This is typically expensive (to get it fixed properly) or unsatisfying (if heavily compromised).  Fixing something that has gone horribly wrong is usually very time consuming and therefore very expensive.  With solutions of either have to spend money trying to fix what exists or re-record parts of it, at a certain point new bands simply run out of money and then make the most of what they have.  Again – usually with mixed results.

Let’s look at a major release for a moment.

Another Story Time With Scott

Again, the following has been altered to protect the guilty.

A very good friend of mine is a world class engineer/producer.  Super cool guy.  He was telling me once about a major label session that he did when he first went to NYC with a well known band.  The recording he worked on with them was a multi-platinum release.

“I can’t listen to that cd”, he once told me, “there’s not 4 bars of anyone playing at the same time on it.”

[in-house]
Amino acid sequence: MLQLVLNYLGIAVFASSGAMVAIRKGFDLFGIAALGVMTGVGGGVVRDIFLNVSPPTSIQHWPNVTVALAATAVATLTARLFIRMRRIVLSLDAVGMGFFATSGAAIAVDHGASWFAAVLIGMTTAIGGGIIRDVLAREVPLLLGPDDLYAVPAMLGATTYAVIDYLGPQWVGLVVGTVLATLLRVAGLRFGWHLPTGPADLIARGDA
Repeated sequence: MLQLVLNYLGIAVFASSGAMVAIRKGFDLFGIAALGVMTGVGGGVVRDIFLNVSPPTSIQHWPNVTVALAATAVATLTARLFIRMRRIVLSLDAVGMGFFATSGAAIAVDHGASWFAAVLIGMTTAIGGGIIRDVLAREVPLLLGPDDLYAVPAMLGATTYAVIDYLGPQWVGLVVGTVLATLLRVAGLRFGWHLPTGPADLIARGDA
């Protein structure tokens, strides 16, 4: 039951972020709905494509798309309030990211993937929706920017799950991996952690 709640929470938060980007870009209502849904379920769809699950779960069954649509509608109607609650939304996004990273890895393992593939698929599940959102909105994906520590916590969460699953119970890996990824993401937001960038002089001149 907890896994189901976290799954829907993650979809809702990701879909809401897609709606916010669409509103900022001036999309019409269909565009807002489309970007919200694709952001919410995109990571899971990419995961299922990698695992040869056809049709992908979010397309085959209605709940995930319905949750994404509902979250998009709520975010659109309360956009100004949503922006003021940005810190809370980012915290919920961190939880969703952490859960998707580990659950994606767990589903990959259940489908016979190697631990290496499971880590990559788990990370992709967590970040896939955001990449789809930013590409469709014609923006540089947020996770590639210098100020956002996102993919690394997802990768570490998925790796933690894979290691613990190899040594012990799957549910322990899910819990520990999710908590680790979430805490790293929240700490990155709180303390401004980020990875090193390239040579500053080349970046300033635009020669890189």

See (it used to be that) when you’re signed to a major label – you got the sweet sweet advance.  On the surface, it’s an intoxicating dollar number and the band is thinking they’re going to be able to live off of it for years!

But then the manager gets a cut, and the agent, and the producer (picked by the label and either working a flat rate or percentage or both), and then there’s the studio with the sweet sweet gear.  Even with the block book rate it’s still costing a pretty penny and it’s all recoupable against media sales.

So the gear gets all set up.  And scratch tracks are recorded and the first track is played down.

Repeat 30 times.

Move to next song

Repeat as necessary

Then the producer and the engineer go through the recording of the drums – meticulously for a LONG time (think days, or weeks versus hours) .  The producer starts making notes like – “Okay for track 1.  I like the intro from take 6.  The first verse from take 10, the chorus from take 2,” etc. and frankenstein a drum track together.  Then beats are corrected.  Drop fills, etc.  Until they have the perfect drum track.

For a moment – think about how long that would take someone to do.  Even if they knew Pro Tools really really well.

Now imagine this process repeated with bass, guitars, vocals, etc.

Now imagine mixing it.  With this same attention to detail.  With mutiple mixes run by multiple people.  Until (finally) everyone signs off on the mix and it gets sent for mastering.

If you’re imagining time as money, you can see why a new release might cost $250,000 or more.  Since this money is all advanced  based on sales you can imagine how long it takes for a band to get their money back.